May 18, 2021 Sound and Vision also published via their YouTube channel (Nederlands Instituut voor Beeld en Geluid) the video ‘Gerestaureerde filmbeelden Westerbork (1944)’ – a 21 minute compilation of fragments of the new restored film footage of Westerbork, including half of the May 19, 1944 footage (REF 4).

New film findings in book “Kamp Westerbork gefilmd”

Dutch Westerbork film researchers Koert Broersma and Gerard Rossing also presented May 18, 2021 a new edition of their first in 1997 published book “Kamp Westerbork gefilmd”. For this new edition, the newly restored, cleaned and digitized version of the Westerbork Film allowed them to identify more passengers on the deportation train, including children who survived (REF 5, 6). In their book they noted that canister E198 – with the ‘camera-original’ footage of the May 19, 1944 deportation- unfortunately shows 3 splices – and showed an image of one of these splices.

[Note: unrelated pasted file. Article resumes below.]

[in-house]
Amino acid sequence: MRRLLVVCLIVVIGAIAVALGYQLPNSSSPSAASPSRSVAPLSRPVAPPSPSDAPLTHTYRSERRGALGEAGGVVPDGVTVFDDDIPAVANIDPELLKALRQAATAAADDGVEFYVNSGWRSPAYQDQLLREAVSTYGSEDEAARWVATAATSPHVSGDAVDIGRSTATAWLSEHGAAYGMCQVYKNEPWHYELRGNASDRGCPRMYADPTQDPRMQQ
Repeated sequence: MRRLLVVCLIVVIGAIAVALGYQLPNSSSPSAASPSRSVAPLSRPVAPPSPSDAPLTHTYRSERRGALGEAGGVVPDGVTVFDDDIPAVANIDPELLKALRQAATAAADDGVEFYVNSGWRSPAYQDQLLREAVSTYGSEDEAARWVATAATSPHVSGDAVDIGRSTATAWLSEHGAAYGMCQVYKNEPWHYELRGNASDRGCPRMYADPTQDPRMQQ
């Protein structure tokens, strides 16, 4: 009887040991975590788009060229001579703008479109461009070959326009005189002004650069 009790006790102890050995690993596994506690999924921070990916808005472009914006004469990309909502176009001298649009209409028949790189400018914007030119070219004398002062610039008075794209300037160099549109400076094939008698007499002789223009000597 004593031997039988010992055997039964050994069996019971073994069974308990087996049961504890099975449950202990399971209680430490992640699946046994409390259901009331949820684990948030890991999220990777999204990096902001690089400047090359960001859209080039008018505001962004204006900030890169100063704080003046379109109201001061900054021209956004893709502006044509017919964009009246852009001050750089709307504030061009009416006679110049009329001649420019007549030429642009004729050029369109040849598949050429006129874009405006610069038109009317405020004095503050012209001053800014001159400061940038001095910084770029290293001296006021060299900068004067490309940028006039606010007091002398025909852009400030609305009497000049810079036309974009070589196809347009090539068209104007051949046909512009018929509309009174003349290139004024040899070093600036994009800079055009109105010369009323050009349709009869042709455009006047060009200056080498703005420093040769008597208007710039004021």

Deportation Westerbork Film | Edition 2021

This film shows all the known footage filmed by Rudolf Breslauer 19 May 1944 of the deportation from Camp Westerbork from the newly discovered original camera negative film (canister E198) made available in the digital display edition of the 2021 restored Westerbork film compilation – courtesy of the NIOD | Nederlands Instituut voor Beeld en Geluid (Sound and Vision).
The film reel of canister E198 – though camera-original negative has 3 splices between film fragments not assembled in the order shot – i.e. starting with the deportation train leaving Westerbork.
The digital display edition of Sound and Vision shows no splices, but has 2 very short white transitions — and clearly no reordering was done for that archive film based copy.
In order to mimic the sequence of clips shot by Rudolf Breslauer, I reordered for the present film, those 4 fragments guided by both the route of one of the passengers, and the two white transitions in the digital display edition, as well as an image illustrating a splice shown by Koert Broersma and Gerard Rossing in their book “Kamp Westerbork gefilmd” .
The black bars of the widescreen source were trimmed, resulting in the standard format again.